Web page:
ahh added a comment.

> If the pointer is not null, the runtime overhead of the null check is pretty 
> negligible next to the cost of actually doing the allocation. If the pointer 
> is null, the runtime overhead of making at least one unnecessary call — 
> probably two, if 'operator delete' doesn't do its own null check before 
> calling 'free', and probably one that crosses image boundaries — is not 
> negligible at all. So the relative impact on code that does end up destroying 
> a trivial value is outsized.

In a reply of mine that I think got eaten by list moderation,  I looked into 
this and benchmarked the cost of ::operator delete; with our tcmalloc, the cost 
of deleting null is about 8 cycles (compared to an empty loop.) (I don't really 
know how to benchmark the version with an if around it, but if we assume that's 
free, 8 cycles is still very cheap.)

I suppose this might go up somewhat in an environment where we have to make 
some sort of PLT call or even two. My Google centric response is "don't do 
that"--linking directly against any modern malloc should avoid any jump in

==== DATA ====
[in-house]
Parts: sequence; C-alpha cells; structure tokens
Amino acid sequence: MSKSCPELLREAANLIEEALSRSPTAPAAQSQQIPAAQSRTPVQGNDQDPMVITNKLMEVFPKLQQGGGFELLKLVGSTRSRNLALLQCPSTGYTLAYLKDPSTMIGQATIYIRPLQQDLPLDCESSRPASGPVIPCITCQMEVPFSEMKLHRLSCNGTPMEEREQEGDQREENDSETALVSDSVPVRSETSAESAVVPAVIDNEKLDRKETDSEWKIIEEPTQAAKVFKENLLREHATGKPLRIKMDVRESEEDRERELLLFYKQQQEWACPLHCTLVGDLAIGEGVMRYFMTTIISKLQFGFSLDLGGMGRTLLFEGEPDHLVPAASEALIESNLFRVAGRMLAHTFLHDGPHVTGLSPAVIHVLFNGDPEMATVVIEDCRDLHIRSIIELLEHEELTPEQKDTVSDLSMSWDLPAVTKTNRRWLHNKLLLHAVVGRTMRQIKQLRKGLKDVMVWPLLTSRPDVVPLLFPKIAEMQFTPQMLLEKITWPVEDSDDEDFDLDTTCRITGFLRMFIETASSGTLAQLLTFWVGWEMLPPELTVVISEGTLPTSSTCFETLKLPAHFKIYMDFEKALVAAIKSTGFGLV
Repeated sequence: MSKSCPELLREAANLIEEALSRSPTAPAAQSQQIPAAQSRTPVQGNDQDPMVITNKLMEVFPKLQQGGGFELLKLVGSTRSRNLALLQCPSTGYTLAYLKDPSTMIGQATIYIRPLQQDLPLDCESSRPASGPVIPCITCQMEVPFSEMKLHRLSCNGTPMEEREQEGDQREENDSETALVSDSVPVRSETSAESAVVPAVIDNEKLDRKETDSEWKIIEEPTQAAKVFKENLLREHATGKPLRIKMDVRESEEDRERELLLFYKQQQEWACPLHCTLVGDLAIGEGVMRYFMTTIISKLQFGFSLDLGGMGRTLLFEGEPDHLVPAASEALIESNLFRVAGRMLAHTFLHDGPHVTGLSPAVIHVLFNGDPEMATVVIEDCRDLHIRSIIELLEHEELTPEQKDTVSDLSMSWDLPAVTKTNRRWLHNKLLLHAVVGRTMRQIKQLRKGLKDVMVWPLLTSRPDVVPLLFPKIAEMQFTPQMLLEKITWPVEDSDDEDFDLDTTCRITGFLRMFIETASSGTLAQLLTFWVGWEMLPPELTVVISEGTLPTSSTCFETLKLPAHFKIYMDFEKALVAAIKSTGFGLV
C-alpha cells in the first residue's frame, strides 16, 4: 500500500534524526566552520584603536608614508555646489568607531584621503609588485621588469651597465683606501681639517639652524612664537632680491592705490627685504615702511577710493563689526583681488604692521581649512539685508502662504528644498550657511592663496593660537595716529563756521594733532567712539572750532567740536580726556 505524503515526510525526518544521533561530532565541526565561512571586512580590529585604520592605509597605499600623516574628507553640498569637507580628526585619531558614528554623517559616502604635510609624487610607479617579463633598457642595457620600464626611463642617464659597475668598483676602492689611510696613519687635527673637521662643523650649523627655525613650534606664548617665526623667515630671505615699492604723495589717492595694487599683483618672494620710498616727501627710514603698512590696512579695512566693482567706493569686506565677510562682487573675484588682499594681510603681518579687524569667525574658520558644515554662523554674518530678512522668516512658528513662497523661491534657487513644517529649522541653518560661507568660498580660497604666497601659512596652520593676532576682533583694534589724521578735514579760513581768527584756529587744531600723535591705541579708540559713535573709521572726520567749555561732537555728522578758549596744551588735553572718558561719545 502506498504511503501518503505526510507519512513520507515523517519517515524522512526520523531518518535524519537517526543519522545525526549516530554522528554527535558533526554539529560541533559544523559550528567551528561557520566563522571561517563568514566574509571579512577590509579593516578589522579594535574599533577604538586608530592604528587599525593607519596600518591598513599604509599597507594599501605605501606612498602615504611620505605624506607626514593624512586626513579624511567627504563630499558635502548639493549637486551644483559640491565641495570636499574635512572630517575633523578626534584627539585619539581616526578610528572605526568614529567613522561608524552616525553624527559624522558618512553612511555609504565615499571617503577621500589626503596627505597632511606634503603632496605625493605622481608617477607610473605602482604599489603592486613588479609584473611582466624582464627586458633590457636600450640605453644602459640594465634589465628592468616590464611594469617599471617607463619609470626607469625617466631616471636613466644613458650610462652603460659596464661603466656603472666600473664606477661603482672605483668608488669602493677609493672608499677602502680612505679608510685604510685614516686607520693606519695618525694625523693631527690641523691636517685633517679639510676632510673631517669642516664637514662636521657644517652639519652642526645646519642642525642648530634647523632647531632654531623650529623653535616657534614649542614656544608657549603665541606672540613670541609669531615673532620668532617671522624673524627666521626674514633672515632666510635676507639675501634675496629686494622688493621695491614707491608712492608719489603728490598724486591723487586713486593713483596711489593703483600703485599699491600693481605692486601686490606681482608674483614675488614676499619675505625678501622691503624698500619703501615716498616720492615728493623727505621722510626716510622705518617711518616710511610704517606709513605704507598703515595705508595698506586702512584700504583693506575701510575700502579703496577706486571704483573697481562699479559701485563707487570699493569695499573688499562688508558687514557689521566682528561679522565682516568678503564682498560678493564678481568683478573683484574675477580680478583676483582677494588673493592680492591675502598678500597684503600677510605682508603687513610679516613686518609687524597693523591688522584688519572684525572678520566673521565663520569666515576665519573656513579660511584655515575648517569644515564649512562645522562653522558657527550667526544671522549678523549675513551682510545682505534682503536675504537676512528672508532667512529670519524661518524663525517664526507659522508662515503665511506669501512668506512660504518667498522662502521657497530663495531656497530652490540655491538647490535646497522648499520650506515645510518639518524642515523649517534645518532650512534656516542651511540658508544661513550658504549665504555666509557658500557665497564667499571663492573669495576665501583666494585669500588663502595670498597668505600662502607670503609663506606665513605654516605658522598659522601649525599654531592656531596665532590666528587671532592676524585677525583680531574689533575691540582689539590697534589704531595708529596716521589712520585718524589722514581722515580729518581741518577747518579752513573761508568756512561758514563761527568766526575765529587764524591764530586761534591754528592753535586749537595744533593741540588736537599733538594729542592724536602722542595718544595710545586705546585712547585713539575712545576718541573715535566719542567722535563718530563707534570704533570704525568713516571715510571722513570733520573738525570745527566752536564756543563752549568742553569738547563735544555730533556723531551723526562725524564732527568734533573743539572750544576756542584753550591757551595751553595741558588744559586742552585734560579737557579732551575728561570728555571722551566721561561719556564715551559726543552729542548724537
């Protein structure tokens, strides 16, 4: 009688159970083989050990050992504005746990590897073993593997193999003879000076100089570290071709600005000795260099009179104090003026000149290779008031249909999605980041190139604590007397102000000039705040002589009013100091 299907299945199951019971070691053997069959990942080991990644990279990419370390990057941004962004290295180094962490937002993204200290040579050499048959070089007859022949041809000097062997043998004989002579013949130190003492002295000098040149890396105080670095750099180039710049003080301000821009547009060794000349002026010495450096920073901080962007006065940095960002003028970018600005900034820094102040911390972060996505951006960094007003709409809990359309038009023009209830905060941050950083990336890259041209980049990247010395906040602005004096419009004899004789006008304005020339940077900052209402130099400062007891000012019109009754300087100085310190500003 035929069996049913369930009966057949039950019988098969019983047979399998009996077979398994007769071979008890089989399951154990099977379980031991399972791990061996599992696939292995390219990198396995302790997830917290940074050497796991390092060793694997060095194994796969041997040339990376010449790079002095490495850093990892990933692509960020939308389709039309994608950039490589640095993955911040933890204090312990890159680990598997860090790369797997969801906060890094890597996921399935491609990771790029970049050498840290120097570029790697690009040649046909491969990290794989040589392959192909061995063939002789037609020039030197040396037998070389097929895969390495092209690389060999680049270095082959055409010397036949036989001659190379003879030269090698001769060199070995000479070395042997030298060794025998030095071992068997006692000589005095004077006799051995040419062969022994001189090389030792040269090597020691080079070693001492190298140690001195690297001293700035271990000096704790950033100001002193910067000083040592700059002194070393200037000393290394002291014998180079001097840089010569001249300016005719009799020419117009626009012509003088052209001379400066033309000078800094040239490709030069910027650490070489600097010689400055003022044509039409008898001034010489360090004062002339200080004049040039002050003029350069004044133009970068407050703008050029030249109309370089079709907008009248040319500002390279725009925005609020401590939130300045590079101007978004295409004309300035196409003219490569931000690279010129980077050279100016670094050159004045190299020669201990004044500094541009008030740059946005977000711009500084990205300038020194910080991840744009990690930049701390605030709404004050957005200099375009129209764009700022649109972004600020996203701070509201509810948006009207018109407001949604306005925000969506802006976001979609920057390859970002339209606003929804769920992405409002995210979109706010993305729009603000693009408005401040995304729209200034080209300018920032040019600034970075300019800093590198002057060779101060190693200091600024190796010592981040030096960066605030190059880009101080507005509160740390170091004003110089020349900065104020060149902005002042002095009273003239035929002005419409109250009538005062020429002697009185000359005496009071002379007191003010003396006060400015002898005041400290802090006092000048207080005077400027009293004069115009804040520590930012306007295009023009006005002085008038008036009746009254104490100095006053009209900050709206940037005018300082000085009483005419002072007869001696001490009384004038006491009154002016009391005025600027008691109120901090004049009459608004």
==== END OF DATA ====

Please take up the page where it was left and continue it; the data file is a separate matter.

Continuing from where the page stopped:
`::operator delete` and our environment make direct calls quite fast; I'm not 
sure how generalizable that is. (The linking is I think universally good 
advice; I'm not sure who runs in an environment that cannot make efficient far 
calls. But point is that: while your statement is true, the penalty for getting 
this wrong seems very small, and as you say any programmer can if around it at 
a "hot" null delete, no?

This is one of the few aspects of malloc calls that I don't have near-infinite 
telemetry for (our sampling architecture doesn't easily collect it.)  So I 
cannot give you a hard number of the fraction of deletes that are of null 
pointers, but I am convinced that is very small.  Would more (Google-internal, 
obviously) data on this make a decision easier?

I could see why maybe this could be gated on -Os, but I didn't do this for two 

- I am new at Clang development and wasn't sure how to put that sort of a check 
in :) Though I can learn if this is a hard requirement.
- From our perspective, I think Google would want this flag in non-size 
optimization (-O2 or whatever.)  We delete null infrequently enough that I'd 
expect this to be a pure cycle win (if a very small one) and even though 
(because?) we don't optimize for size, we have a number of very large binaries, 
and reducing icache hit can help a lot.

I'm unsure exactly how to make progress here, since for one thing I'm unsure 
how strongly you feel about the potential cost/benefits. Guidance would be 
greatly appreciated!

  rC Clang


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